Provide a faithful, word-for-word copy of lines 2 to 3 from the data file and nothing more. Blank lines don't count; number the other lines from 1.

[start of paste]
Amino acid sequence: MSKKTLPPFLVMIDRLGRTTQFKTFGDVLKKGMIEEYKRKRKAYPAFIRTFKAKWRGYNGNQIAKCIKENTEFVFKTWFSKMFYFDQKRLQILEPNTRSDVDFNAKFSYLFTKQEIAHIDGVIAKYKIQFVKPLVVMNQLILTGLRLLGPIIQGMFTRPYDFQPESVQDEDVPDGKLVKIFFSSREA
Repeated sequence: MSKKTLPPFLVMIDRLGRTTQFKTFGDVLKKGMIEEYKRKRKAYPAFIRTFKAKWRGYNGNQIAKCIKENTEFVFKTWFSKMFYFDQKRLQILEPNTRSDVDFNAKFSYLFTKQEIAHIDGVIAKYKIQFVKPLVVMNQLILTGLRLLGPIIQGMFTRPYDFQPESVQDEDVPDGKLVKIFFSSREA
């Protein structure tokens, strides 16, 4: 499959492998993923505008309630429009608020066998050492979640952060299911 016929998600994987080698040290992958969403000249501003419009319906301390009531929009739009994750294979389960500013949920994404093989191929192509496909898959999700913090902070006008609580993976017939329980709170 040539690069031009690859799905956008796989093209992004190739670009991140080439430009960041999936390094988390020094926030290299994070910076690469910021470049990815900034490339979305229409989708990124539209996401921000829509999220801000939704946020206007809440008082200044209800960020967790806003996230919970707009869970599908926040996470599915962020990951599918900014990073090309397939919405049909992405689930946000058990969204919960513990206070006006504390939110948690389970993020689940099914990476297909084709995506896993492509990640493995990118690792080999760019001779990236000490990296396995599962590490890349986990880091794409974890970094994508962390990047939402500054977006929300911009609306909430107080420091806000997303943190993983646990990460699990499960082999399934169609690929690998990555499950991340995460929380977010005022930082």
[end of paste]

Repeated sequence: MSKKTLPPFLVMIDRLGRTTQFKTFGDVLKKGMIEEYKRKRKAYPAFIRTFKAKWRGYNGNQIAKCIKENTEFVFKTWFSKMFYFDQKRLQILEPNTRSDVDFNAKFSYLFTKQEIAHIDGVIAKYKIQFVKPLVVMNQLILTGLRLLGPIIQGMFTRPYDFQPESVQDEDVPDGKLVKIFFSSREA
């Protein structure tokens, strides 16, 4: 499959492998993923505008309630429009608020066998050492979640952060299911 016929998600994987080698040290992958969403000249501003419009319906301390009531929009739009994750294979389960500013949920994404093989191929192509496909898959999700913090902070006008609580993976017939329980709170 040539690069031009690859799905956008796989093209992004190739670009991140080439430009960041999936390094988390020094926030290299994070910076690469910021470049990815900034490339979305229409989708990124539209996401921000829509999220801000939704946020206007809440008082200044209800960020967790806003996230919970707009869970599908926040996470599915962020990951599918900014990073090309397939919405049909992405689930946000058990969204919960513990206070006006504390939110948690389970993020689940099914990476297909084709995506896993492509990640493995990118690792080999760019001779990236000490990296396995599962590490890349986990880091794409974890970094994508962390990047939402500054977006929300911009609306909430107080420091806000997303943190993983646990990460699990499960082999399934169609690929690998990555499950991340995460929380977010005022930082």